Corrugated Glass in Detail
Bringing glass into a corrugated shape is a complex process. Firstly, a highly heat-resistant form with exactly the right geometry is needed. A flat sheet of glass is laid on it, which must be precisely the same size as the three-dimensional form so that, as the glass settles, it fits exactly. In the kiln the glass is heated up to 700 to 800 ° C so that it melts into its support, as it were.
Subsequently, the corrugated glass sheet must be cooled down very gradually in order to avoid the stresses that can be caused by uneven cooling. It is only when the glass reaches room temperature that its strength is as high as before the process. However, thanks to its geometry, the structural capacity of the new, three-dimensional building component is far greater than that of the flat sheet, rendering structural columns, transoms and mullions unnecessary.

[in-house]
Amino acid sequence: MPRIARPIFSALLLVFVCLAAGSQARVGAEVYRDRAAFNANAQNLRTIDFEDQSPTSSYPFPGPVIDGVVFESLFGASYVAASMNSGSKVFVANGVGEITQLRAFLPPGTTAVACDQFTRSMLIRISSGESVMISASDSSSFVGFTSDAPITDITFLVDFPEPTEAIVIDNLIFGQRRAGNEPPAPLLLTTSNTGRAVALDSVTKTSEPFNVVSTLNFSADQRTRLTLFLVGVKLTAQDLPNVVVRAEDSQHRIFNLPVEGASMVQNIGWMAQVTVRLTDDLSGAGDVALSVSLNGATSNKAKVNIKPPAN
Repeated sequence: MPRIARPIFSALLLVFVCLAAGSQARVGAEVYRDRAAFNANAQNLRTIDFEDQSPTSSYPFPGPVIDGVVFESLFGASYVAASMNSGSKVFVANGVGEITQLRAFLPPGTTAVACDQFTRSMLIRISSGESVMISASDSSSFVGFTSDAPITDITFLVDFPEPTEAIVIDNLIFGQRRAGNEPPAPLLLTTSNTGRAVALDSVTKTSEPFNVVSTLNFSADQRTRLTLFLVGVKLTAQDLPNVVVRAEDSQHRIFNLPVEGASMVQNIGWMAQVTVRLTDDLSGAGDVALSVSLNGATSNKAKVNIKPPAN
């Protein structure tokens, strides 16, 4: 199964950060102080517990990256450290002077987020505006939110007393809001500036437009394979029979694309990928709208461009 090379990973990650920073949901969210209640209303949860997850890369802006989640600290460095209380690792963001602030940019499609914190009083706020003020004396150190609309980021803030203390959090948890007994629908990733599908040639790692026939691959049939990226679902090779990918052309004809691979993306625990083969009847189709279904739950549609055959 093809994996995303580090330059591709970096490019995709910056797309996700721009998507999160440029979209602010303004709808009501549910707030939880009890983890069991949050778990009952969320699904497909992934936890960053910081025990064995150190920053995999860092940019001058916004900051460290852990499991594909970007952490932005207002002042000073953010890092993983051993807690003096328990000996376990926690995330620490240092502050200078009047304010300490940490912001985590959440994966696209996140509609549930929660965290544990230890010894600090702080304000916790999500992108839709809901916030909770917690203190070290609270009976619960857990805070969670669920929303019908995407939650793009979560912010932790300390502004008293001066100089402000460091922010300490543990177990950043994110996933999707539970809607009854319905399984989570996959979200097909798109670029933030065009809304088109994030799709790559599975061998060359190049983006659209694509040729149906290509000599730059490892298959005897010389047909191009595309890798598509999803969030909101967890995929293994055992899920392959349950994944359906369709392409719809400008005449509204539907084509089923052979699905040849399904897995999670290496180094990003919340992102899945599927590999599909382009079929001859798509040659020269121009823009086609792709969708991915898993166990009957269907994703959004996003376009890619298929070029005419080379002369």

The architectural qualities that can be achieved with corrugated glass are illustrated by the three projects from OMA: the Casa da Musica in Porto, a concert hall with large openings that establish a relationship to urban space. The National Library in Doha, a building that presented the façade designers with special technical challenges on account of the extreme changes of temperature in Qatar. And the Taipei Performing Arts Centre in which the building’s geometry (a sphere that collides with a cube) called for special detailing.